Click on the Paintbrush from your tool pallet. You will want to change the brush style to something a little thicker. You can do this once you click on the paintbrush tool, you should get a new toolbar at the top of your screen. You’ll see something that says “Brush.” This is where your brush styles are located. I am picking a thicker calligraphy style but you can choose any of these. They are stored under the library in CS3 and you have a ton to pick from (see below and click to enlarge)
Next you just draw your line on the page in the direction you want the words to go. So do something swirly:) Here comes the fun part. Over on your tool pallet you’ll see you have the text tool (T). If you press down and hold on that you’ll get several other Text Tools. I want you to pick “Type on a path tool.” Now go back to your line and hold your mouse over the line until the symbol changes to a slanted text tool. Now, click your mouse and start typing. You can change your font size and colors here as well if you like. Once you click off of the text and onto another area of your document, the original line will disappear. Pretty cool right? If you use the Circle tool, it will type around the “Stroke” (line) of the circle. You can do this on any object you place into Adobe Illustrator. If you have questions, just email me at firstname.lastname@example.org
Recently I started using a software that I absolutely LOVE called Flipping Book. What is it you ask? Well, have you ever seen a PDF online that actually was interactive? You can turn the pages with your mouse just like it was a book from corner to corner! So for you authors of books this is a fantastic piece of software for your websites. AND the good news is there is a plug in for WordPress! I use it for a client now for their internal business, their CD’s they mail out and on their website. You can put it on up to 9 different domain names or you can buy the unlimited version which you can put on as many domain names as you like. I am telling you this is one piece of software that is worth your while. Take a moment to visit their site and take the demo. It’s sure to peak your interest and its definitely worth the small investment!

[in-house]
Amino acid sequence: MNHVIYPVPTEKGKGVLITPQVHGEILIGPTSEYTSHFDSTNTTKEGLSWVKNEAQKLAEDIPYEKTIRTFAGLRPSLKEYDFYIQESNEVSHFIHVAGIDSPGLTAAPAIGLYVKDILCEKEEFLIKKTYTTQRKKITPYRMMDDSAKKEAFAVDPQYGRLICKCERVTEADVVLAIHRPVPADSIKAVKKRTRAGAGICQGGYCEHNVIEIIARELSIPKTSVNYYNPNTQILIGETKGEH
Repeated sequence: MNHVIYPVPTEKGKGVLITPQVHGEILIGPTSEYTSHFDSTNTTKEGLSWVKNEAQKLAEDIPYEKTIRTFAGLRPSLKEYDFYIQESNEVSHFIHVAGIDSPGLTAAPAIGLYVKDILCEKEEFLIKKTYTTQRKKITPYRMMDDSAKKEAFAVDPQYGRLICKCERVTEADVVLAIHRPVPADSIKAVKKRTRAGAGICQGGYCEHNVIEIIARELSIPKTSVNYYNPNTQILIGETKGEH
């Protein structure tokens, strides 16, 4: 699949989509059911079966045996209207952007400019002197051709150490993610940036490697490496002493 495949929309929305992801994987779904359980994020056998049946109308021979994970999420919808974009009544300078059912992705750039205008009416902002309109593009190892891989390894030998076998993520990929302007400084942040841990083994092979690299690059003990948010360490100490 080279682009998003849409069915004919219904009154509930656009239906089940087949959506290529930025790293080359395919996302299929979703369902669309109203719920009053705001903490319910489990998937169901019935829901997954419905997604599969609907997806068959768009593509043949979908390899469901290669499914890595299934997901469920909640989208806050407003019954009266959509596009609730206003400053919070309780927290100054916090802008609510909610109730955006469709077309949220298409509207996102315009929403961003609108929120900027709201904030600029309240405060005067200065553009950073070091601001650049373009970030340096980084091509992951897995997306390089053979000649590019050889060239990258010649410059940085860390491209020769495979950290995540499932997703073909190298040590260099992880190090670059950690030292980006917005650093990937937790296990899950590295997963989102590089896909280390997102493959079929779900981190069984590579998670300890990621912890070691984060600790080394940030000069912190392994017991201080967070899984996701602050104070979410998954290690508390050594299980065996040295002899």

Click on image to take the demo (to turn pages use mouse and click and pull from corner)
Adobe Illustrator CS3 has built in so many tools so that you don’t have to waste time trying to create your own techniques anymore. One of the ones I love is the built in gradients. If you have a vector art image that you pull in to Adobe Illustrator simply click on the image. Go to Window, Swatch libraries, and choose gradients. There are a bunch to choose from so I would start with “Earthtones.”
While the image is highlighted simply click on one of the gradients and viola! You have a great gradient for your image. If you want to change the direction the gradient is moving in, then choose the Gradient tool from the tool bar and drag your mouse from any direction on the image after you have picked a gradient and you’ll be able to have a more precise design.
Also, if you want to change more specifications of the gradient, then go to Window, appearance, and you can change each individual attribute of the gradient.